The next day began with, well actually excellent coffee at a Tully’s round the corner. Beyond that, a one-hour train trip north to Takamatsu and then a half-hour bus ride which would take us into Kagawa prefecture (‘Nirvana’). Near our stop we would find a taxi to help us bypass a 90-minute crawl up a paved road. The taxi delivered us to the entrance of Number 82, Negoro-ji, Fragrant Root Temple.
We found most of the features here including this chap, a youkai. As an insight into the challenges of translating from Japanese to English the word youkai is made up of the kanji for ‘bewitching; attractive; calamity;’ and ‘spectre; apparition; mystery; suspicious’. Written Japanese seems to me to be as fluid and motile as public Japanese behaviour is precise, confined and measured. The kanji meanings bounce off each other like echoes in a well. As a reminder we live in the 21st century, a contemporary youkai.
On departure we had conversation with a pilgrim who spoke good English and who had quite a lot of questions. He was an interesting man: alert, calm, humble with a deep stillness, at once self-contained and yet completely open. I was going to say vulnerable, but that would be quite wrong. I wondered if this, made flesh, was the state that Buddhists aspire to.
We tromped out the back way. This section had another flavour. Initially it was a little like the outskirts of somewhere: here a restaurant, over there lodgings, here a bank of vending machines, toilets, a small shrine, over there what might have been reception rooms, a scattering of farm sheds but at the same time lots of forest, a nature reserve in fact. Different. And despite obvious directions, because of the number of roads and tracks a good place to lose your way. I pulled my glasses out of my pocket somewhere here and our map went with them, but it wasn’t far till we were absolutely en route to Shiromine Rest Area. From there the forest was more like subtropical Australian savannah. An occasional ooze of water through the track of dirt and broken rock, some desultory streams, comparatively low and open canopy, busy undergrowth and a tremendous amount of insect and bird noise.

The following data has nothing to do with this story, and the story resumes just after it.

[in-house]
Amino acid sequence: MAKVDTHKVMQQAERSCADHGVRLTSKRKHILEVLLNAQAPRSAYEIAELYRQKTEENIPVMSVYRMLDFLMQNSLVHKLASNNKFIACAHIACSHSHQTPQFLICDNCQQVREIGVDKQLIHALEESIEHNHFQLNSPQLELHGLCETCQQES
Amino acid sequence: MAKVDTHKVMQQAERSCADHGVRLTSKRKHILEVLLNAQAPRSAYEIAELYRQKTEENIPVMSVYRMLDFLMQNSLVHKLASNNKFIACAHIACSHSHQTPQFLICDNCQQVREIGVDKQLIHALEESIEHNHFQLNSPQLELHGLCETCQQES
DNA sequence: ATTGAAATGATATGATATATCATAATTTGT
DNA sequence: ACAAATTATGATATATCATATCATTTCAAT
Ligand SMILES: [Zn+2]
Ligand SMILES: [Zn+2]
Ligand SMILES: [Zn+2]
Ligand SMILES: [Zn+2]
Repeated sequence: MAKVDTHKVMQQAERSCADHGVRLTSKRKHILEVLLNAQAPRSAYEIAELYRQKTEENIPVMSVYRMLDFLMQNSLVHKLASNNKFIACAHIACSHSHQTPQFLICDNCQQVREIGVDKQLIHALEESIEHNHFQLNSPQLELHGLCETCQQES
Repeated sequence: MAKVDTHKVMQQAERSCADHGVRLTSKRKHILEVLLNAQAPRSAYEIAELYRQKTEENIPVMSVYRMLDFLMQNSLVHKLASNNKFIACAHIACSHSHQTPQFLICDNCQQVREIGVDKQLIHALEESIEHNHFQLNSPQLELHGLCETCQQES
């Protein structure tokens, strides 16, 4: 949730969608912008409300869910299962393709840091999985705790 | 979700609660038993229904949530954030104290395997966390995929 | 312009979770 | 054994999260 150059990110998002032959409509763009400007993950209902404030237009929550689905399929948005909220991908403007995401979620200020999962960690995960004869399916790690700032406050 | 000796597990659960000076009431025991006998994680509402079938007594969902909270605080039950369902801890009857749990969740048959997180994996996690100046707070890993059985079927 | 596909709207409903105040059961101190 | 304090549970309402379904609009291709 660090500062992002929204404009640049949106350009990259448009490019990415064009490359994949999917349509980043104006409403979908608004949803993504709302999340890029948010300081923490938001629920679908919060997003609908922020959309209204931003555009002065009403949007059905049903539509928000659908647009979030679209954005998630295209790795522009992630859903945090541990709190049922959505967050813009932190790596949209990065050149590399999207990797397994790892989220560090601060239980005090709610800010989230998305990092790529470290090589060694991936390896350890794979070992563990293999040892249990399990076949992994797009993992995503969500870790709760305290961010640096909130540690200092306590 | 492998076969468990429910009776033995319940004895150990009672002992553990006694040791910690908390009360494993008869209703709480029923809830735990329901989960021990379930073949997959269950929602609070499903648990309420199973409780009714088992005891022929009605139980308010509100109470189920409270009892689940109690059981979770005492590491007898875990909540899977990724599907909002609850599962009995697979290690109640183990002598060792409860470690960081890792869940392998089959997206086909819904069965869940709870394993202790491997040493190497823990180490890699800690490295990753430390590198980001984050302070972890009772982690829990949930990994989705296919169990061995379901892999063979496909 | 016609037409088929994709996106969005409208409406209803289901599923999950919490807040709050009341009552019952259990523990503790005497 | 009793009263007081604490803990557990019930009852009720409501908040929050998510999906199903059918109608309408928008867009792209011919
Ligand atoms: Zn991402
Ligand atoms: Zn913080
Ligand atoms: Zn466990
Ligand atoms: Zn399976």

Shiromine-ji, White Peak Temple, Number 81, was a fascinating place with at least three major layers of buildings in the middle of very highly developed gardens. At the entry we were welcomed by this collection of maneki-neko, and then there were goats and chooks and sheep and birds and monkeys. And this chap. No idea who or what he is, but there will be a story. There always is.
This is also where my camera lens decided to stick on the limits of its digital zoom. This is the last picture it took — from about 40m away.
We sat down to a lunch of rice crackers and dried whitebait (with hindsight, not very Buddhist really, so many young lives) and I found myself singing away: ‘Immortal invisible god only wise/ in light inaccessible hid from our eyes/ most blessed most glorious the Ancient of Days etc’. I’d never really noticed the words, just as… mmm can I say loopy? as anything we were seeing here, just more familiar.
I was lying back into the day and the splendid temple surrounds when I thought I’d get the white book out to work out when we actually needed to be at Kokubu station. This train would finish taking us half way across the island to Kotohira, our bags and a change of clothes. 16.12. There would be another train, but we didn’t know when and probably not for an hour (17.39 I later discovered). 2.7km plus another 5.8, no map, maybe another one for getting lost, call it 10 — and it was 13.50.
It wasn’t a relaxed walk. Myrna thought we were going about the pace we used to, but I don’t remember hurtling along like this, not for a couple of hours at a time anyway. We got back to Shiromine Rest Area 12 minutes quicker than the outwards leg. That augured well. The next section was a grassy road pretty much on the contour and we made very good time. 2.9ks to do in a bit under an hour. Cruising. But we were a long way up in the air and had to get down, so just as it started pouring rain we came to a few hundred metres of badly eroded steps with risers varying between 30 and 45cm. The worst. Clonk goes tibia on femur. Clonk. Clonk. Clonk. And that’s a fairly slow clonk clonk clonk.